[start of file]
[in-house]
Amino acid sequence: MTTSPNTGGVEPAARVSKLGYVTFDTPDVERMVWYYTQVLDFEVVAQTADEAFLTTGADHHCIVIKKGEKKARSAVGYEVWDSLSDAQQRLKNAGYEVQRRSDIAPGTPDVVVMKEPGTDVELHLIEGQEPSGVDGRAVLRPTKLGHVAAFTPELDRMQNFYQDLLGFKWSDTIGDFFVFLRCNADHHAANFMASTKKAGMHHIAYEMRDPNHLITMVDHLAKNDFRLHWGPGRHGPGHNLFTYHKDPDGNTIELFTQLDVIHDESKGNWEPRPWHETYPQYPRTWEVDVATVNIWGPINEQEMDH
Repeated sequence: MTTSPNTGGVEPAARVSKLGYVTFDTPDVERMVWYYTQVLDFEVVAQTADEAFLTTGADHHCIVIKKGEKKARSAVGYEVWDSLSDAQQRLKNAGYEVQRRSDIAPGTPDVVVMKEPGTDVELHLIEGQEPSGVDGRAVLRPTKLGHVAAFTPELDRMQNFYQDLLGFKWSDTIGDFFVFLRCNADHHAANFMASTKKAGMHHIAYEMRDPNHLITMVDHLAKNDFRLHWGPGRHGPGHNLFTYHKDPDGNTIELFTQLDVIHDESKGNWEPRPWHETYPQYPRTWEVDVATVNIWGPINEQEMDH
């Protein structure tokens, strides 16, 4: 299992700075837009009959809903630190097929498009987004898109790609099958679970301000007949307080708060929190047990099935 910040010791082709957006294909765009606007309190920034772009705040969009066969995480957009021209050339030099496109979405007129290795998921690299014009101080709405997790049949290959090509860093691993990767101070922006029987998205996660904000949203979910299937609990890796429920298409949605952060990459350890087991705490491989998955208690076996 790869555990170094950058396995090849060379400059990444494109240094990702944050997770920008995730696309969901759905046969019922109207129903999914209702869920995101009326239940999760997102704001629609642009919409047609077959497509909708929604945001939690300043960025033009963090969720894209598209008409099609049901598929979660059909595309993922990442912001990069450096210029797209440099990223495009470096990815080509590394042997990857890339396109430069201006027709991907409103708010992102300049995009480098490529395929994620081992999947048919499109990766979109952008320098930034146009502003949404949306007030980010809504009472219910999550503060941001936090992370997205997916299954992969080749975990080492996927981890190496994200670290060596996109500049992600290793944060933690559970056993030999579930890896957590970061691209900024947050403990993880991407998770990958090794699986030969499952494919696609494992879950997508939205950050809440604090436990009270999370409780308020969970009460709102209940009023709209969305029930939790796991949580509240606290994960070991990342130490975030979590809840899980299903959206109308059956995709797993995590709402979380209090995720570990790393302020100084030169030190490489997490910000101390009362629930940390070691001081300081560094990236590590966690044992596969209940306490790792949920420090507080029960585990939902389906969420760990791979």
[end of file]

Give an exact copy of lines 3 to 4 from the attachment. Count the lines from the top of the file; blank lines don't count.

Repeated sequence: MTTSPNTGGVEPAARVSKLGYVTFDTPDVERMVWYYTQVLDFEVVAQTADEAFLTTGADHHCIVIKKGEKKARSAVGYEVWDSLSDAQQRLKNAGYEVQRRSDIAPGTPDVVVMKEPGTDVELHLIEGQEPSGVDGRAVLRPTKLGHVAAFTPELDRMQNFYQDLLGFKWSDTIGDFFVFLRCNADHHAANFMASTKKAGMHHIAYEMRDPNHLITMVDHLAKNDFRLHWGPGRHGPGHNLFTYHKDPDGNTIELFTQLDVIHDESKGNWEPRPWHETYPQYPRTWEVDVATVNIWGPINEQEMDH
């Protein structure tokens, strides 16, 4: 299992700075837009009959809903630190097929498009987004898109790609099958679970301000007949307080708060929190047990099935 910040010791082709957006294909765009606007309190920034772009705040969009066969995480957009021209050339030099496109979405007129290795998921690299014009101080709405997790049949290959090509860093691993990767101070922006029987998205996660904000949203979910299937609990890796429920298409949605952060990459350890087991705490491989998955208690076996 790869555990170094950058396995090849060379400059990444494109240094990702944050997770920008995730696309969901759905046969019922109207129903999914209702869920995101009326239940999760997102704001629609642009919409047609077959497509909708929604945001939690300043960025033009963090969720894209598209008409099609049901598929979660059909595309993922990442912001990069450096210029797209440099990223495009470096990815080509590394042997990857890339396109430069201006027709991907409103708010992102300049995009480098490529395929994620081992999947048919499109990766979109952008320098930034146009502003949404949306007030980010809504009472219910999550503060941001936090992370997205997916299954992969080749975990080492996927981890190496994200670290060596996109500049992600290793944060933690559970056993030999579930890896957590970061691209900024947050403990993880991407998770990958090794699986030969499952494919696609494992879950997508939205950050809440604090436990009270999370409780308020969970009460709102209940009023709209969305029930939790796991949580509240606290994960070991990342130490975030979590809840899980299903959206109308059956995709797993995590709402979380209090995720570990790393302020100084030169030190490489997490910000101390009362629930940390070691001081300081560094990236590590966690044992596969209940306490790792949920420090507080029960585990939902389906969420760990791979």